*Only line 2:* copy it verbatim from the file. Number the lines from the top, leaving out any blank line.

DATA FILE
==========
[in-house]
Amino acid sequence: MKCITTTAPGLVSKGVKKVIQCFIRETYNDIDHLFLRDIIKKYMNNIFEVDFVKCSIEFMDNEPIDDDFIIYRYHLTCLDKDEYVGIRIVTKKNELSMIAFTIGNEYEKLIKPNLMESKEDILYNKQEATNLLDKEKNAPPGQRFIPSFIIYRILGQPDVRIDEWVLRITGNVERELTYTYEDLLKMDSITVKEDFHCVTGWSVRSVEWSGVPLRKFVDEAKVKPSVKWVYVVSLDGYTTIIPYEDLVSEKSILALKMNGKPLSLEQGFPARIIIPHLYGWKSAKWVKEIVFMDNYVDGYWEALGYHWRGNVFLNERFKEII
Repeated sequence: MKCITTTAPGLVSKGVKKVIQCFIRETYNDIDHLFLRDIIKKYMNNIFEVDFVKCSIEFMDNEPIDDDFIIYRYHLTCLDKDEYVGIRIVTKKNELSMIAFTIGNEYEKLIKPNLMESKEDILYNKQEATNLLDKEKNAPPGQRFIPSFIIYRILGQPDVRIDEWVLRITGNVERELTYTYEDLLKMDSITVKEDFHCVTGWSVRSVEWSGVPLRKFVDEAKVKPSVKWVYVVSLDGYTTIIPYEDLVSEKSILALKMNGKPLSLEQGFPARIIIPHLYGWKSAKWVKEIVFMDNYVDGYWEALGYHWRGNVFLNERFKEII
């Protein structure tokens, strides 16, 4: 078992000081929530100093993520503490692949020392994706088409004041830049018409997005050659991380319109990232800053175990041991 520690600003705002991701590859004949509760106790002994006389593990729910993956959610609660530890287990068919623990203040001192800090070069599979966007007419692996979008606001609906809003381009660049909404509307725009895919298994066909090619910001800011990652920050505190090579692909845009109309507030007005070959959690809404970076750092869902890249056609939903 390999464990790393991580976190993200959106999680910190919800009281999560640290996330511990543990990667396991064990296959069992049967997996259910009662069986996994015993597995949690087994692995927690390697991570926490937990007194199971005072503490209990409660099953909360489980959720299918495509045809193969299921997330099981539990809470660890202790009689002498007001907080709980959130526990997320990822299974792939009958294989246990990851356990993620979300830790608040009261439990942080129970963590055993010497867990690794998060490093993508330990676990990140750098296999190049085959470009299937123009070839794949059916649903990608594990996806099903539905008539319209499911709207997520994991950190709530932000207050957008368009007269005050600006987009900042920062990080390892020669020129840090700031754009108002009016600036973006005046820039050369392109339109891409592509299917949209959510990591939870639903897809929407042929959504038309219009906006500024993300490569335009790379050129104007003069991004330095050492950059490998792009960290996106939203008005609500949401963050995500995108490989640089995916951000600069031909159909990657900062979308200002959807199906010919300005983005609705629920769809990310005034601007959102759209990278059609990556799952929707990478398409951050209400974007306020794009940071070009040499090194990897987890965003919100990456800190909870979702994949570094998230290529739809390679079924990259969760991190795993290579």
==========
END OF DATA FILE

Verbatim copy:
Amino acid sequence: MKCITTTAPGLVSKGVKKVIQCFIRETYNDIDHLFLRDIIKKYMNNIFEVDFVKCSIEFMDNEPIDDDFIIYRYHLTCLDKDEYVGIRIVTKKNELSMIAFTIGNEYEKLIKPNLMESKEDILYNKQEATNLLDKEKNAPPGQRFIPSFIIYRILGQPDVRIDEWVLRITGNVERELTYTYEDLLKMDSITVKEDFHCVTGWSVRSVEWSGVPLRKFVDEAKVKPSVKWVYVVSLDGYTTIIPYEDLVSEKSILALKMNGKPLSLEQGFPARIIIPHLYGWKSAKWVKEIVFMDNYVDGYWEALGYHWRGNVFLNERFKEII